The SSRIs first were prescribed in the United States in the late 1980s and are now the most widely prescribed class of antidepressant medications. Today, over two-thirds of the prescriptions for SSRIs are written by non-mental health practitioners.
At this time, the Food and Drug Administration (FDA) has approved the following SSRIs for the treatment of depression:
SSRI Side Effects
Sexual dysfunction is common side effect of antidepressants; however it can also be a symptom of depression. For this reason, it is important to assess sexual functioning before starting any medication.
Problems with sexual function can occur during any stage of sexual functioning, including
Most antidepressants stimulate 5-HT (Serotonin) receptors, which can cause reduce dopamine neurotransmission.
Exercise immediately prior to sexual activity may improve sexual desire and global sexual function in women with anti-depressant-induced sexual dysfunction. The same study showed that simply scheduling regular sexual activity improved orgasm function.
SSRI Weight Gain
Studies have documented problems of unwanted weight gain with SSRIs. Weight gain occurs most often after prolonged treatment with SSRIs although weight loss is common during the first few weeks of treatment.
For many patients, weight gain is an intolerable side effect. Meta-analyses have shown that although weight gain is a common side effect of antidepressants, the average weight gain per patient is small. For those patients who experience significant weight gain, it is likely that multiple factors in addition to drug mechanism are contributory, including genetic predisposition.
If significant weight gain occurs, it is typically gradual over the course of many months, and does not appear to depend on the dosage.
A weight change of 7% from baseline is considered clinically significant in a healthy adult. A 7% weight change translates to 11 pounds for a 150 pound person. Patients are willing to gain only an average of 5.37 pounds as a side effect of medication use in the treatment of a non-life-threatening psychiatric condition. Therefore, in this example (a 150 pound person), an approximate 5 pound weight difference exists between clinical significance (the area of practitioner’s concern) and the weight gain patients are willing to tolerate from SSRIs. Discontinuation of antidepressants occurs 62% of the time during the acute phase of treatment and 66% during the late phase of treatment due to side effects.
More importantly, it must be acknowledged that there are no definitive studies that clearly demonstrate the use of SSRIs cause weight gain in a majority of participants. However, many of the current studies demonstrate weight gain in some subjects, especially during long term treatment. Treatment for clinical depression is essential and should be continued for at least 1 year after response to prevent relapse and provide maintenance treatment.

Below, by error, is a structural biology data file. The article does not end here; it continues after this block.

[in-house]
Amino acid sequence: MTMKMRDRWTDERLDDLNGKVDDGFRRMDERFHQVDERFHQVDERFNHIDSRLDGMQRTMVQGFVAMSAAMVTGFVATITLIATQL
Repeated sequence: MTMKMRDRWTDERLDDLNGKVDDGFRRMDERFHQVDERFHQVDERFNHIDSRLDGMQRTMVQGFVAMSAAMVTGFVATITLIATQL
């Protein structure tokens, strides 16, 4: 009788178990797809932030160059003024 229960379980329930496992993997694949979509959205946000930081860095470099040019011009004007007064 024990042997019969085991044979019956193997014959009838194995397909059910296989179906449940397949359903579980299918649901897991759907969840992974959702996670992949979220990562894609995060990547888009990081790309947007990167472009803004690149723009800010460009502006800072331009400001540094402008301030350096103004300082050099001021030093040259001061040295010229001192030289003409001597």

Weight gain caused by SSRIs can affect a patient’s physical health, appearance, self-confidence, self-esteem and feelings of self-worth. A positive body perception is an important part of self image.
Sedation is more common with medications that have histamine-blocking or alpha receptor blocking. Although, all SSRIs can cause sedation, the most sedating SSRIs are Luvox (fluvoxamine), Paroxetine (Paxil), and Citalopram (Celexa).
If possible, sedation may be best managed by adjusting the time of dosing to correspond with bedtime. Increasing daytime exercise can also be beneficial. If the SSRI is very effective, it may be worth adding a stimulating medication such as Wellbutrin, Provigil, or Strattera. If dosing adjustments and augmentation are not beneficial, a switch to a non-sedating antidepressant may be necessary.
Activation from SSRIs can be in the form of anxiety, jitteriness, insomnia, or agitation/irritability. It usually subsides within the first few weeks of treatment, but it can be very distressing. Patients with antidepressant-induced activation should not reduce their medication, but may need a temporary dosage reduction or a more gradual increasing of the dosage.
Of the SSRIs, Prozac (fluoxetine) is the most likely to cause activation, following by Zoloft (sertraline). The latter is due to the effects Zoloft has on dopamine receptors. Although activation can be troublesome, it can be helpful for those with severe fatigue, low motivation, or excessive sleepiness.
SSRI Gastrointestinal Side Effects
In the short term, the most common side effects from SSRIs are nausea, vomiting, and diarrhea.
Management to decrease nausea include
lowering the dose
dividing the dose
taking the dose with food
taking OTC medications (Pepto-Bismol)